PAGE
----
Senate Republicans block Democrats' voting rights legislationDemocrats are also poised to fall short Wednesday night in their effort to change the filibuster rules. Democrats try to change the rules when they can't unify anyone HAHAHHA Clown show. I’m sick and tired of these useless fools. The reality is Republicans are opposing and disrupting the passing of much-needed legislation only because they think killing those legislations would hurt Biden. They don't care a bit the chaos/crisis they're creating along the way also hurting the American people. It's sad!

Schumer plans Senate rules vote to require 'talking filibuster' for voting billsU.S. Senate will vote on changing the rules to impose a 'talking filibuster' for voting legislation if Republicans block two bills slated for consideration, Senate Majority Leader Schumer says. Wasn’t that the intent of the filibuster to start with? He was so dead against changing the filibuster just a few years ago. As was Biden in '05. I know we all probably must have heard about Bitcoin but don't know how it works, I tried it in a week ago by a woman who recommended me to with AmelieBtc1 on Twitter she guides me through and i made a return of $10500 after a week of trading, connect with her AmelieBtc1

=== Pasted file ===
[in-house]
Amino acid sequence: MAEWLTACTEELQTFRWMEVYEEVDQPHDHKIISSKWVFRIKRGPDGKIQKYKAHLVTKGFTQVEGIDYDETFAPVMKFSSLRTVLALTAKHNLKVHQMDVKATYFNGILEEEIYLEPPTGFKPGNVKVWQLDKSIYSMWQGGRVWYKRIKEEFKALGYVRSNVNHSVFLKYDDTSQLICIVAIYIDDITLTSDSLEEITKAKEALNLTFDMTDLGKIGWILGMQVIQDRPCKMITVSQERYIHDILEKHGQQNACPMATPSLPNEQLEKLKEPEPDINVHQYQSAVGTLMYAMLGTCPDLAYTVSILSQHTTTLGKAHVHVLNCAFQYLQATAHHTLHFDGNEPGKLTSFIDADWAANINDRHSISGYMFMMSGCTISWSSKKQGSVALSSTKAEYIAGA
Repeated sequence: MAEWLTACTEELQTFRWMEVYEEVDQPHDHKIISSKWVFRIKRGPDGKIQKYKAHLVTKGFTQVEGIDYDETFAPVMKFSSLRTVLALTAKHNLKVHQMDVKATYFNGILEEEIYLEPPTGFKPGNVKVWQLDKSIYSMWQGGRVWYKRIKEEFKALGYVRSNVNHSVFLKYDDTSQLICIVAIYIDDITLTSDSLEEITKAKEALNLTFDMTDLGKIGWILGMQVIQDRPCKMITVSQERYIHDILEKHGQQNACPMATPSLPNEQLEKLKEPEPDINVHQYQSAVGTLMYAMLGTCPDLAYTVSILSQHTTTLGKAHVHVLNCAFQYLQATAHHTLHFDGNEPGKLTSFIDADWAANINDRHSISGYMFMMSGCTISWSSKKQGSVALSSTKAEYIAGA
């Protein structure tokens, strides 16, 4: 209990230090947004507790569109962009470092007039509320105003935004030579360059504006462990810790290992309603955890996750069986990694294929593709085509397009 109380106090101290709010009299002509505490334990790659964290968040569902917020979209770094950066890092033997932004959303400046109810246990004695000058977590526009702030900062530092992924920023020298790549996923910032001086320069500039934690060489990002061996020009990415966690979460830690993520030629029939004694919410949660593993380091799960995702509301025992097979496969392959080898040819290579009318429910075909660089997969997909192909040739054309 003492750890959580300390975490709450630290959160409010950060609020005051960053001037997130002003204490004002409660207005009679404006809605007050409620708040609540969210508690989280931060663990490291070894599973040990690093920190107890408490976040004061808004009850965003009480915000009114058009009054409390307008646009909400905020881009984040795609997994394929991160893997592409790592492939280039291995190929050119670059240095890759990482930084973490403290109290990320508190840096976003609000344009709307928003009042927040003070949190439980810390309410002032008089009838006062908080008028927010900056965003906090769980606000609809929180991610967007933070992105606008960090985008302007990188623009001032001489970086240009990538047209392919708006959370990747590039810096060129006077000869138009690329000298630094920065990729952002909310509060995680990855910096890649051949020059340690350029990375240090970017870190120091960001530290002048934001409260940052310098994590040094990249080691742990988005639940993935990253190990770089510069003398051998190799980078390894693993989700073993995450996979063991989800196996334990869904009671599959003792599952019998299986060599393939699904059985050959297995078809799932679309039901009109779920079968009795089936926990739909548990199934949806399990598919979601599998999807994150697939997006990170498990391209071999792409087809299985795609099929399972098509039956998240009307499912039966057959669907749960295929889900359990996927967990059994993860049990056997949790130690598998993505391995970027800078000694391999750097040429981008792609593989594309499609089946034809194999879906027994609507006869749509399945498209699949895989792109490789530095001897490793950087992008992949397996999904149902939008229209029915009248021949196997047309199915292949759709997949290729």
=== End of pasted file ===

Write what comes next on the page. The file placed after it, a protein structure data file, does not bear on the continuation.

passing laws making it more difficult for Black Americans and others to vote by consolidating polling locations, requiring certain types of identification and ordering other changes. Vice President Kamala Harris presided, able to break a tie in the 50-50 Senate if needed, but she left before the final roll call. The rules change was rejected in a 52-48 vote, with Manchin and Sinema joining the Republicans in opposition. The nighttime voting brought an end, for now, to legislation that has been a top Democratic priority since the party swept control of Congress and the White House. “I haven’t given up,” Biden said earlier at a White House news conference. ADVERTISEMENT The Democrats’ bill, the Freedom to Vote: John R. Lewis Act, would make Election Day a national holiday, ensure access to early voting and mail-in ballots — which have become especially popular during the COVID-19 pandemic — and enable the Justice Department to intervene in states with a history of voter interference, among other changes. It has passed the House. Both Manchin and Sinema say they support the legislation, but Democrats fell far short of the 60 votes needed to advance the bill over the Republican filibuster. It failed 49-51 on a largely party-line vote. Instead, Senate Majority Leader Chuck Schumer put forward a more specific rules change for a “talking filibuster” on this one bill. It would require senators to stand at their desks and exhaust the debate before holding a simple majority vote, rather than the current practice that simply allows senators to privately signal their objections. But that, too, failed because Manchin and Sinema said they were unwilling to change the rules on a party-line vote by Democrats alone. Emotions were on display during the floor debate. When Sen. Dick Durbin, D-Ill., asked Senate Republican leader Mitch McConnell of Kentucky whether he would pause for a question, McConnell left the chamber, refusing to respond. Durbin said he would have asked McConnell, “Does he really believe that there’s no evidence of voter suppression?” The No. 2 Republican, Sen. John Thune of South Dakota, said at one point, “I am not a racist.” McConnell, who led his party in doing away with the filibuster’s 60-vote threshold for Supreme Court nominees during Donald Trump’s presidency, warned against changing the rules again. McConnell derided the “fake hysteria” from Democrats over the states’ new voting laws and called the pending bill a federal takeover of election systems. He said doing away with filibuster rules would “break the Senate.” Manchin drew a roomful of senators for his own speech, upstaging the president’s news conference and defending the filibuster. He said changing to a majority-rule Senate would only “add fuel to the fire” and the “dysfunction that is tearing this nation apart.” Several members of the Congressional Black Caucus walked across the Capitol building for the proceedings. “We want this Senate to act today in a favorable way. But if it don’t, we ain’t giving up,” said Rep. James Clyburn, D-S.C., the highest-ranking Black member of Congress. Manchin did open the door to a more tailored package of voting law changes, including to the Electoral Count Act, which was tested during the Jan. 6, 2021, insurrection at the Capitol. He said senators from both parties are working on that and it could draw Republican support. Sen. Lisa Murkowski, R-Alaska, said a bipartisan coalition should work on legislation to ensure voter access, particularly in far-flung areas like her state, and to shore up Americans’ faith in democracy. “We don’t need, we do not need a repeat of 2020 when by all accounts our last president, having lost the election, sought to change the results,” said Murkowski. She said the Senate debate had declined to a troubling state: “You’re either a racist or a hypocrite. Really, really? Is that where we are?” At one point, senators broke out in applause after a spirited debate between Sen. Susan Collins, R-Maine, among the more experienced lawmakers, and new Sen. Jon Ossoff, D-Ga., over the history of the Voting Rights Act. Sinema sat in her chair throughout much of the day’s the debate, largely glued to her phone. Senate Majority Leader Chuck Schumer contended the fight is not over and he ridiculed Republican claims that the new election laws in the states will not end up hurting voter access and turnout, comparing it to Donald Trump’s “big lie” about the 2020 presidential election. Democrats decided to press ahead despite the potential for high-stakes defeat as Biden is marking his first year in office with his priorities stalling out in the face of solid Republican opposition and the Democrats’ inability to unite around their own goals. They wanted to force senators on the record — even their own party’s holdouts — to show voters where they stand. Once reluctant himself to change Senate rules, Biden has stepped up his pressure on senators to do just that. But the push from the White House, including Biden’s blistering speech last week in Atlanta comparing , is seen as too late. ___ Associated Press writers Farnoush Amiri and Brian Slodysko contributed to this report. ___ This story has been corrected to show the name of the act tested by Jan. 6 events is the Electoral Count Act, not the Electoral College Act. AP NEWS